Do you brake and feel a vibration in the brake pedal? Explanations.
How do I know my brake pedal is damaged?
The most likely reason that you feel vibrations through the brake pedal is because a rotor — the rotating disc that the brake pads are pressed against — is unevenly worn, or what some call “warped.” (It’s unlikely that a rotor could truly warp from normal use as opposed to a manufacturing defect, but thinner and thicker sections — uneven wear — have the same effect.)
Brake vibration, or what some refer to as a shudder or pulsation, often is the result of parts of the rotor being thinner than others instead of uniform all around. As the brakes are applied, the pads will be pressed against high and low spots that the driver feels through the pedal. Rust and dirt also can build up on a rotor and cause minor pulsations.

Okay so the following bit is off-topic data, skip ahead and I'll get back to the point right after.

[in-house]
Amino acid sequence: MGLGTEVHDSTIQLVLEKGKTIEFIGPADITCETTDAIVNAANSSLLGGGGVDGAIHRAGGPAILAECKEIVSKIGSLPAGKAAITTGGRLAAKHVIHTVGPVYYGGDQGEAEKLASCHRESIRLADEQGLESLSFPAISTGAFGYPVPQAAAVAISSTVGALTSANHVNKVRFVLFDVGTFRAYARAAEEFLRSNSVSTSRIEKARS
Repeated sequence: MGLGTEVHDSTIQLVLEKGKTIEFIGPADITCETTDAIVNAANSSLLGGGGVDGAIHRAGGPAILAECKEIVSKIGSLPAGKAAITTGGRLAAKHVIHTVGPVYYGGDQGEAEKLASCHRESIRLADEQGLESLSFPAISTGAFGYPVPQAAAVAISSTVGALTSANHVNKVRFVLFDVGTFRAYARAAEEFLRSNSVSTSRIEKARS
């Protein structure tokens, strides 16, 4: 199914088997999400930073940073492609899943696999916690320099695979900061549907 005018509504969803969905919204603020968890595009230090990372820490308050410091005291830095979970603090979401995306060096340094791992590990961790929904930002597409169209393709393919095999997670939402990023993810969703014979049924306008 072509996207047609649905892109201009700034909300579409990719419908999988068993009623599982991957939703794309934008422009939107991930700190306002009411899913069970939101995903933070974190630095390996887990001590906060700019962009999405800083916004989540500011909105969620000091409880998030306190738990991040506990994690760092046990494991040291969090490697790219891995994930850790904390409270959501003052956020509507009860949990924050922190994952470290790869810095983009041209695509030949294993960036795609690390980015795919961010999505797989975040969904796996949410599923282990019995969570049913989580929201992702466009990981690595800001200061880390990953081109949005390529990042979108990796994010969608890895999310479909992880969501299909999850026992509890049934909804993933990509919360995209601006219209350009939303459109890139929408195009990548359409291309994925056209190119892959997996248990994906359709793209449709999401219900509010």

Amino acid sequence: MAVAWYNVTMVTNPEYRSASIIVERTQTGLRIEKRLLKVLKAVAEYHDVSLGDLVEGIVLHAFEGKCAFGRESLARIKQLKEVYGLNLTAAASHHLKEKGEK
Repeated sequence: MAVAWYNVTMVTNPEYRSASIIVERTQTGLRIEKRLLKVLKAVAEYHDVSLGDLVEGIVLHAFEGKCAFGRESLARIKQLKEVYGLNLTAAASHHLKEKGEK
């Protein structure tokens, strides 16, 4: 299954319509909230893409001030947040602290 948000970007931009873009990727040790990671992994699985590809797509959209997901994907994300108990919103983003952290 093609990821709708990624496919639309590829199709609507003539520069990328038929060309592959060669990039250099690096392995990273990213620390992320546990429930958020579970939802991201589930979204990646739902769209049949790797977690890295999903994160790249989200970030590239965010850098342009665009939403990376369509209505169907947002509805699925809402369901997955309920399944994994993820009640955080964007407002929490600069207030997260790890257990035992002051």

A rotor’s thickness needs to vary by only a few thousandths of an inch for the driver to feel it. In more serious cases, the whole car can shake when the driver hits the brakes.
Some vehicles still have rear drum brakes in which brake shoes (essentially curved brake pads) are pressed outward against the walls of the drum. The drums also can wear unevenly and cause vibrations that might be solved by machining the braking surface.